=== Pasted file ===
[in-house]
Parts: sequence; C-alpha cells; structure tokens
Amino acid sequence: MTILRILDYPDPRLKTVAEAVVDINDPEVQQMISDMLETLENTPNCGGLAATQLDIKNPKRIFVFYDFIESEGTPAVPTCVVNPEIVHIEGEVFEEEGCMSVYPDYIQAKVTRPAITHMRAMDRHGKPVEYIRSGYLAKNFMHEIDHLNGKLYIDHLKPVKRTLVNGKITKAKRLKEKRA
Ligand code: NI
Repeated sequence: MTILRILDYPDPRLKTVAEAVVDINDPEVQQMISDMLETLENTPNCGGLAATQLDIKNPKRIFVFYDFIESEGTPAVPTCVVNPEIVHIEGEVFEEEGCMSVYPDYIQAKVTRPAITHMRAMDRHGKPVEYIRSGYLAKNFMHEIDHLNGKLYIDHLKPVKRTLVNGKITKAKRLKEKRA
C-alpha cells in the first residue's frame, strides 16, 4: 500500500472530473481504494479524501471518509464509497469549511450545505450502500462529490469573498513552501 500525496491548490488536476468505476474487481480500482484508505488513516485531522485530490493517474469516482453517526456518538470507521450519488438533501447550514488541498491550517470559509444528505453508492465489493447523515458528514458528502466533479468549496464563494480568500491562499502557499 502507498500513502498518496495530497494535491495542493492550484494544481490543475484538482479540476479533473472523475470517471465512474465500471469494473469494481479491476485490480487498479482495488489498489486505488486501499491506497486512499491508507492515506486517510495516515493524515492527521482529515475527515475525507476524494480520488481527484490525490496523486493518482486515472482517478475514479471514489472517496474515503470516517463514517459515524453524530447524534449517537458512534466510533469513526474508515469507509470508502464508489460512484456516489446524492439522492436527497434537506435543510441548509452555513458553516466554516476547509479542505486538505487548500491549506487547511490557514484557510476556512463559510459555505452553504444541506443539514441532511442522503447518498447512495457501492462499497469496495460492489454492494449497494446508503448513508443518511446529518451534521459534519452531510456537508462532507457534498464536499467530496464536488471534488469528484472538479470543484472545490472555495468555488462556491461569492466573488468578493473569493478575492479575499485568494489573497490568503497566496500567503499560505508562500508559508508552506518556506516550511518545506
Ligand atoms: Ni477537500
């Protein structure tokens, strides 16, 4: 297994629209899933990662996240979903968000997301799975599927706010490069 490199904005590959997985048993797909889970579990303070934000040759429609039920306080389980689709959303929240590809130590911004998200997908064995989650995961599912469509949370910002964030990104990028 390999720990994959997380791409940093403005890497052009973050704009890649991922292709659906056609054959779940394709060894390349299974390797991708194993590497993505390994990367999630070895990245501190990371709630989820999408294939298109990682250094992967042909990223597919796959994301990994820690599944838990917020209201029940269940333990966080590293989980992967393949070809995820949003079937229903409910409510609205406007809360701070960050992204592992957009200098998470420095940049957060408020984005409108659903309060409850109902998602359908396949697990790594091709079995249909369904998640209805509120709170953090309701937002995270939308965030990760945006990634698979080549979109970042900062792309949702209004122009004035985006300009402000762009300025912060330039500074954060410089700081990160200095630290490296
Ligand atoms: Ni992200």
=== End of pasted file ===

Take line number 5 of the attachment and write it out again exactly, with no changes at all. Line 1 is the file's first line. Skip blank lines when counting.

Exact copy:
Repeated sequence: MTILRILDYPDPRLKTVAEAVVDINDPEVQQMISDMLETLENTPNCGGLAATQLDIKNPKRIFVFYDFIESEGTPAVPTCVVNPEIVHIEGEVFEEEGCMSVYPDYIQAKVTRPAITHMRAMDRHGKPVEYIRSGYLAKNFMHEIDHLNGKLYIDHLKPVKRTLVNGKITKAKRLKEKRA